Why Ryan O'Reilly Will be Tim Murray's Next Trade Acquisition

 Doug Pensinger/Getty Images

Doug Pensinger/Getty Images

The NHL trade deadline came and went without the Sabres making any ‘hockey trades.’ Tim Murray dumped off some players who were holding back the quest for 30th, which was aligned with the expectations of Sabre fans.

But now I wanted to take some time and forecast what Murray’s next ‘hockey trade’ will look like. And yes… as the title implies, the target is Avalanche center Ryan O’Reilly.

Ryan O’Reilly's History

Whenever talking about a trade, the first thing I like to do is view it from the other team’s perspective. It is a huge pet-peeve of mine when a fan suggests that their team should go trade for a player that an organization would be insane to trade. Fans love the ‘video game trade’ and tend to assume GMs can acquire anyone they want. It’s not that simple, it takes two tango and a trade must make sense for both sides.

Anyway let’s talk Ryan O’Reilly.

Ryan O’Reilly (ROR) was drafted in the 2nd round by the Avs 33rd overall back in 2009, after they picked up Matt Duchene in round one (Not a bad draft at all!).  ROR immediately made the jump to the NHL as an 18 year old and had a modest first two seasons to his career. However in year three ROR really came onto the scene. The then 21 year old finished the year with 55 points in 81 games, and established himself as an exceptional two-way center.

This point also marked the end of ROR’s entry level contract, making him a restricted free agent. This is when his relationship with the Avs front office began to sour. With the lockout looming, ROR never agreed to a contract extension with Colorado and elected to go play with his brother in the KHL in Russia. When the lockout ended ROR and the Avs still were unable to reach a contract agreement, this holdout forced ROR to miss regular season games (something you rarely see in the NHL. In fact ROR may be the only player to have this happen post 2005 lockout.) A month into the shortened lockout season O’Reilly signed a two year ten million dollar offer sheet from the Calgary Flames. The Avalanche matched, and ROR joined the team for the remainder of the already shortened season. He finished the awkward year with 20 ponts in 29 games as the Avalanche finished near the bottom of the standings.

That summer the Avs brought in a new head coach, Patrick Roy, and drafted Nathan Mackinnon 1st overall after winning the draft lottery. Things immediately changed for the Avalanche and ROR played a major role as the team went from worst to first in a very competitive Central Division. ROR had career highs in points and goals, but perhaps most impressively took only one penalty the entire season.  

This was good enough to make him the winner of the Lady Byng Memorial trophy, which is awarded to the player adjudged to have exhibited the best type of sportsmanship and gentlemanly conduct combined with a high standard of playing ability. An honor that had previously been split between future Hall of Famers, Pavel Datsyuk and Martin St. Louis, seven of the last eight years.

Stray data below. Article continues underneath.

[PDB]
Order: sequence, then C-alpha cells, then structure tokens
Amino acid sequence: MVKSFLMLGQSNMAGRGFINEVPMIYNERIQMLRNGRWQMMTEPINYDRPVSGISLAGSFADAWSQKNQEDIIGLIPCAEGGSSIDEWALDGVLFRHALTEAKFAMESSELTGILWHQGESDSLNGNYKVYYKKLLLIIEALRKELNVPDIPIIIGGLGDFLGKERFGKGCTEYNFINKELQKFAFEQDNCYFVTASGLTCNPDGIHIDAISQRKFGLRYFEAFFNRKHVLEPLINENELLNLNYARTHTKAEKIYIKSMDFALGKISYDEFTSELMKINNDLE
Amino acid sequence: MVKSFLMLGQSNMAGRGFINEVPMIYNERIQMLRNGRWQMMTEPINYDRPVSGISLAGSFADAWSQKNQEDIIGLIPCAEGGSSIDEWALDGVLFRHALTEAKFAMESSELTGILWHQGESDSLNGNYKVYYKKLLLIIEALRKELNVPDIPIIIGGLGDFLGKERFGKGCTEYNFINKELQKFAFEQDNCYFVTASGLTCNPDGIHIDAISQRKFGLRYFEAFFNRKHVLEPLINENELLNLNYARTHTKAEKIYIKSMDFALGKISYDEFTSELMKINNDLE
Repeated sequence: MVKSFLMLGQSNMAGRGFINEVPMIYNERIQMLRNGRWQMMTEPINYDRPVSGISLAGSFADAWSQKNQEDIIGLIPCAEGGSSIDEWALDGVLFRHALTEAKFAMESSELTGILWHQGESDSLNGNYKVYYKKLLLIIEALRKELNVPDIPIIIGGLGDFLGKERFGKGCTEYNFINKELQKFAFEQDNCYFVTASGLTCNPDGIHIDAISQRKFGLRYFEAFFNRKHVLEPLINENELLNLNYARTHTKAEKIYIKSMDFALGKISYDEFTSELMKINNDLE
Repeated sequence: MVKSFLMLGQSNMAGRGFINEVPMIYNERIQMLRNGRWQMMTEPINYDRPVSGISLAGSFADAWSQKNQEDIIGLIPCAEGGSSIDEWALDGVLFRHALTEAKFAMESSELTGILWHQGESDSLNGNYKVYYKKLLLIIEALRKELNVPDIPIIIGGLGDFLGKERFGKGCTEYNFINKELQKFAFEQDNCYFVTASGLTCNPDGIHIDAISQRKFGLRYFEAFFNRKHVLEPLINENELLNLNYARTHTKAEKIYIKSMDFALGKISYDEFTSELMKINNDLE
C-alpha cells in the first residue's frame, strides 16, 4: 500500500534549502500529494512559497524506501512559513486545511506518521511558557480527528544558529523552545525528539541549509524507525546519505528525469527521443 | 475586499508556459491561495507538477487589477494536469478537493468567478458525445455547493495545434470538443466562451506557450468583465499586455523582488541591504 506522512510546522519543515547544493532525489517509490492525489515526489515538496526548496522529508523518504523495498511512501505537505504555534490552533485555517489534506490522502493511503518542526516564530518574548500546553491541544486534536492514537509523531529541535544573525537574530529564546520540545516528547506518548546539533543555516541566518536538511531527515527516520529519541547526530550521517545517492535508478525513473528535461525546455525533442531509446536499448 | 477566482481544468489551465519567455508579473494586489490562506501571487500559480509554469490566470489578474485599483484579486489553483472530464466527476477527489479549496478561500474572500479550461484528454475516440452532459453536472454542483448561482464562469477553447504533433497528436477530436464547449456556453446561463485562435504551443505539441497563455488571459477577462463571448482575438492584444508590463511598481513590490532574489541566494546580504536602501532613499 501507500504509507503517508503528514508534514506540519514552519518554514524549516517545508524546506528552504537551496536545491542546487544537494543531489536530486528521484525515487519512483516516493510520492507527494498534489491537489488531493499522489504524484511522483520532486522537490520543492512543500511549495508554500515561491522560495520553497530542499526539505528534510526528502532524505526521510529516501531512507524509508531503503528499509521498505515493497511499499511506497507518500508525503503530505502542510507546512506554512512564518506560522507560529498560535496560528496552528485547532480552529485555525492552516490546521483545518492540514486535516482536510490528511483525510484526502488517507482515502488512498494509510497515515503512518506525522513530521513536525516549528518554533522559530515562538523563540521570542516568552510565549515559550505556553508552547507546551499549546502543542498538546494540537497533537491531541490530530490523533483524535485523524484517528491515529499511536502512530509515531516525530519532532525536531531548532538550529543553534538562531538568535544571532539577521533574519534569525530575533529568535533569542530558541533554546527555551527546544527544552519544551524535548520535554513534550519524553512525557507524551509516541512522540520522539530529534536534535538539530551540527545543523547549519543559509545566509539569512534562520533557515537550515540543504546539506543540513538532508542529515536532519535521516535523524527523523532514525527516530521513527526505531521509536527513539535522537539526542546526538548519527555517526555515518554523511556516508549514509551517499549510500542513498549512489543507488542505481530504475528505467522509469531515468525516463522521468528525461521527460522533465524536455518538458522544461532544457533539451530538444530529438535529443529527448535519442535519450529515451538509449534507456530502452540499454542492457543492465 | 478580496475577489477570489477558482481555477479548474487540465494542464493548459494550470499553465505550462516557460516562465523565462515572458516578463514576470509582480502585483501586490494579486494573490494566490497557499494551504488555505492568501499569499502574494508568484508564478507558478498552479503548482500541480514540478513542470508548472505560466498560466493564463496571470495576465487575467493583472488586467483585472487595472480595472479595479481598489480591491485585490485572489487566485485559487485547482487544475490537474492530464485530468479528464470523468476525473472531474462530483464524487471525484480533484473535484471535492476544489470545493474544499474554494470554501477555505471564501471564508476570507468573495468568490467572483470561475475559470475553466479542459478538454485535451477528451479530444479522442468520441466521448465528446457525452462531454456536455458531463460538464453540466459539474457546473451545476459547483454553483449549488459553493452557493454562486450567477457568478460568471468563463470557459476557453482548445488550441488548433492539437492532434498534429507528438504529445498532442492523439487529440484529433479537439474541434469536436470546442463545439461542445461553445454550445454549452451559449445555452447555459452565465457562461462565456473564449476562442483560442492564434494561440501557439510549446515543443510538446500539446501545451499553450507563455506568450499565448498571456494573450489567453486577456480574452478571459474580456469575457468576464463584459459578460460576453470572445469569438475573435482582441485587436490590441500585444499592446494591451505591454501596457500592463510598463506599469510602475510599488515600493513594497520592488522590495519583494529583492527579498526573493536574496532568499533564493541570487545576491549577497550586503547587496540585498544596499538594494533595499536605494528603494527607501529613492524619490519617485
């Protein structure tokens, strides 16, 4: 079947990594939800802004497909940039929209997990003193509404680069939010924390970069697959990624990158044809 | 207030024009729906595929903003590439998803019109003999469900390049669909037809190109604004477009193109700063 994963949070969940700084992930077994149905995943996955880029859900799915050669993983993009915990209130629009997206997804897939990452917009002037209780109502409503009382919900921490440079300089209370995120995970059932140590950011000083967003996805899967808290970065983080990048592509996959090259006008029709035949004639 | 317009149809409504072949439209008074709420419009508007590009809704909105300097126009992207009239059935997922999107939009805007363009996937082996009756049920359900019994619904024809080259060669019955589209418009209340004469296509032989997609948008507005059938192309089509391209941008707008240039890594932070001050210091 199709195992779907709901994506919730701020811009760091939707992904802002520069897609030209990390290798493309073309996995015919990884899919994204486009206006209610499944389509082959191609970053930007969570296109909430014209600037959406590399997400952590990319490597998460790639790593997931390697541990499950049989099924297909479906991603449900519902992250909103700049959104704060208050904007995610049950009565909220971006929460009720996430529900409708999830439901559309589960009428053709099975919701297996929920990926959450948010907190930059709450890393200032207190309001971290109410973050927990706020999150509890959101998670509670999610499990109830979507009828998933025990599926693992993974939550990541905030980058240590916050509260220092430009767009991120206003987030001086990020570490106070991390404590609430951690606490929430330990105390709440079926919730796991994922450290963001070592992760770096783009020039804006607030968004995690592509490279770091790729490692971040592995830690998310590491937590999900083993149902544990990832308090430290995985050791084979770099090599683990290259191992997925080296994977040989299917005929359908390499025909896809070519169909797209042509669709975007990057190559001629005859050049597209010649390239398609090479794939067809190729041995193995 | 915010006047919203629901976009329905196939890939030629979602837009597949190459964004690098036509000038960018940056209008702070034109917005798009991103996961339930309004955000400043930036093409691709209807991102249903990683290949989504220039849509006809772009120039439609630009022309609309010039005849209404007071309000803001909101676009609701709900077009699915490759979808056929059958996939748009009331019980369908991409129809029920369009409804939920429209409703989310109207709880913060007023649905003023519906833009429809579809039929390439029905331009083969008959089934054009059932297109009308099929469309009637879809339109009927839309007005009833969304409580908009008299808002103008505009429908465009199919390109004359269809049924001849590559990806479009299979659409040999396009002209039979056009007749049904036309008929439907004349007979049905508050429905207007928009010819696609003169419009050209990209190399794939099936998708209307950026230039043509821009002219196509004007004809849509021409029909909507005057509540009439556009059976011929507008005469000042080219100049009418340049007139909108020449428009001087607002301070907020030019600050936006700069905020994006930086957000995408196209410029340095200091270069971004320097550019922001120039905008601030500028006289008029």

And by the way, the two penalty minutes ROR acquired in 2013-14 came on this unfavorable sequence…

Colorado’s Dilemma

Last summer O’Reilly’s play earned him a two year 12 million dollar extension from the Avs after another game of hardball was played during negotiations. This contract makes ROR an unrestricted free agent next summer in 2016. A dilemma arises for the Avalanche as this date gets closer. It seems dubious that a long-term contract extension will be reached between the two parties before ROR hits free agency given how the prior two negotiations have went. Hockey fans have heard Tim Murray stress all year how important it is to get return on pending UFAs and that he never wants to let anyone walk away for nothing. I’m certain Avs GM Joe Sakic has the same philosophy and he must demand enormous return on O’Reilly since he is a big-time bargaining chip. This isn’t Drew Stafford or Torrey Mitchell. We are talking about a 24 year old two-way center about to enter the prime of his career.  If ROR hit the open market, teams would be salivating at the chance to sign him.

Even with O’Reilly currently having a down year, I believe Joe Sakic will attempt to do everything in his power to re-sign ROR to a contract extension. The Avalanche have a great young core of forwards with Landeskog, Duchene, Mackinnon, and O’Reilly. If I am Joe Sakic I want to build around that as those players enter their primes. Last summer Colorado failed to re-sign Paul Stastny and watched him walkaway via free agency for nothing in return. This was a big step backward for the Avs, but Joe Sakic has learned from his mistake and will be more proactive with the ROR situation this summer: